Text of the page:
Management Plan; Ecological mitigation; Landscape; and Surface and foul water
drainage) would address the concerns of Interested Parties regarding climate change
effects [ER 6.5.64]. On balance, the Examining Authority concluded there are no
matters relating to specific impacts of the Development on climate change which weigh
against granting development consent [ER 8.2.73].

147. However, more widely, the Examining Authority noted that under section 30 of
the Climate Change Act 2008 greenhouse gas emissions from international aviation
do not count as emissions from sources in the UK for the purposes of carbon targets
and budgeting, except as provided by Regulations made by the Secretary of State [ER
6.5.21 and 6.5.44]. On 1 May 2019 the UK Government declared a climate emergency
and ‘Net Zero-The UK’s contribution to stop global warming’ was published the
following day. This publication included the Committee on Climate Change’s
recommendation of a new emissions target for the UK of net-zero greenhouse gases
by 2050 [ER 6.5.23]. The Climate Change Act 2008 was amended on 26 June 2019
through the Climate Change Act 2008 (2050 Target Amendment) Order 2019 to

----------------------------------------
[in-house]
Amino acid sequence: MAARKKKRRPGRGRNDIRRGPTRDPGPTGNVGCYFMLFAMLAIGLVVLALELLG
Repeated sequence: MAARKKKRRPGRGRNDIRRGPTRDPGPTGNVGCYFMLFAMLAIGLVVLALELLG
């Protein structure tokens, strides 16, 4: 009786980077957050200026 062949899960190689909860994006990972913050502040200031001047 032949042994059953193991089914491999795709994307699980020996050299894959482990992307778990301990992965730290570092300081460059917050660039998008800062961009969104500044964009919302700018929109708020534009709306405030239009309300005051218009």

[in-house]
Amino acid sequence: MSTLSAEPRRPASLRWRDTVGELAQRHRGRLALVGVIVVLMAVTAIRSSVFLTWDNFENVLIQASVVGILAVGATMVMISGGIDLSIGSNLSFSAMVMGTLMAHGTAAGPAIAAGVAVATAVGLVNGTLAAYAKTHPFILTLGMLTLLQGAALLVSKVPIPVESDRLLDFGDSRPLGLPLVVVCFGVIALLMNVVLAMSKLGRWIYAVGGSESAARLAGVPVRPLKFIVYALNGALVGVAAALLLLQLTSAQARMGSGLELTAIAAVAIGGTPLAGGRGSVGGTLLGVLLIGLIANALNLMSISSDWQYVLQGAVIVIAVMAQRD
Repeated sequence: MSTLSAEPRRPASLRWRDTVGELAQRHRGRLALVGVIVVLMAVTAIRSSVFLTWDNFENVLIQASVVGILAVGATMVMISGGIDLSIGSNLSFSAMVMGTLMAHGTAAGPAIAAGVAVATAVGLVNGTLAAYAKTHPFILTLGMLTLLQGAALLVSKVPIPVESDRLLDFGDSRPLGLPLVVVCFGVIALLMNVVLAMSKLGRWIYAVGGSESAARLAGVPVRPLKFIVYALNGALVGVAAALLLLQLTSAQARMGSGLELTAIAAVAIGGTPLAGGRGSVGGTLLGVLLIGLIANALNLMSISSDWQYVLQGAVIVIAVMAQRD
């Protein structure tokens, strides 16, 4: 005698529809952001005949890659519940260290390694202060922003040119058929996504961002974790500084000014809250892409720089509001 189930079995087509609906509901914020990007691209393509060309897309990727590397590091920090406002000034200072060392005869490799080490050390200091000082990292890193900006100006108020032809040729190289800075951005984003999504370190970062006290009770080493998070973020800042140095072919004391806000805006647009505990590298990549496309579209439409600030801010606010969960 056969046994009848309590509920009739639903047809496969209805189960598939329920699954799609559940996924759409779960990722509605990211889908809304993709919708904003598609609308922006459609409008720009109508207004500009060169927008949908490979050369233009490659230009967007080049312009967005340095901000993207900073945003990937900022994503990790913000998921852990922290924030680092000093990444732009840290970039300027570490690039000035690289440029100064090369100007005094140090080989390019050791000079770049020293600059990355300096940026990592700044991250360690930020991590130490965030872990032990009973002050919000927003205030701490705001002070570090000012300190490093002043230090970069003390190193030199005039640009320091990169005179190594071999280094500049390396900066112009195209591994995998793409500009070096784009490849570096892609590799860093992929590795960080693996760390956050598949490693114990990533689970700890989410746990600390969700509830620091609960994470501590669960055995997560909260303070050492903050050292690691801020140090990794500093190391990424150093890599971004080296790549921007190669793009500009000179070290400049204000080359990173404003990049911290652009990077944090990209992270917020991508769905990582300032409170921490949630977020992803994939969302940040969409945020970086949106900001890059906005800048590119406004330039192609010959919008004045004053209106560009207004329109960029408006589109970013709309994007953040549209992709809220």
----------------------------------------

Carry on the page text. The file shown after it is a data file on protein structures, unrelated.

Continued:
establish the net-zero greenhouse gas target in law [ER 6.5.25]. The Examining
Authority noted that the Committee on Climate Change accordingly advised that the
planning assumptions for international aviation should be to achieve net-zero
emissions by 2050 [ER 6.5.44], and its emerging advice to Government was that this
should be reflected in the UK’s emerging Aviation Strategy, which means reducing
actual emissions in the international aviation sector.

148. The Examining Authority concluded that the Development’s Carbon Dioxide
contribution of 730.1 Kt CO2 per annum (N.B. at full capacity on a worst-case scenario
assessment), would according to the Applicant have formed 1.9% of the total UK
aviation carbon target of 37.5 Mt CO2 for 2050, will have a material impact on the ability
of Government to meet its carbon reduction targets, including carbon budgets [ER
8.2.74]. The Examining Authority concluded that this weighs moderately against the
case for development consent being given [ER 8.2.75].

149. However, the Secretary of State is satisfied that Government’s Transport
Decarbonisation Plan and the Jet Zero Strategy, which set out a range of non-planning
policies and measures that will help accelerate decarbonisation in the aviation sector,
will ensure Government’s decarbonisation targets for the sector and the legislated
carbon budgets can be met without directly limiting aviation demand. For this reason,
he does not accept the Examining Authority’s view that carbon emissions is a matter
that should be afforded moderate weight against the Development in the planning
balance, and considers that it should instead be given neutral weight at the most.
150. For the reasons set out in the paragraphs above, the Secretary of State is
content that climate change is a matter that should be afforded neutral weight in the
planning balance.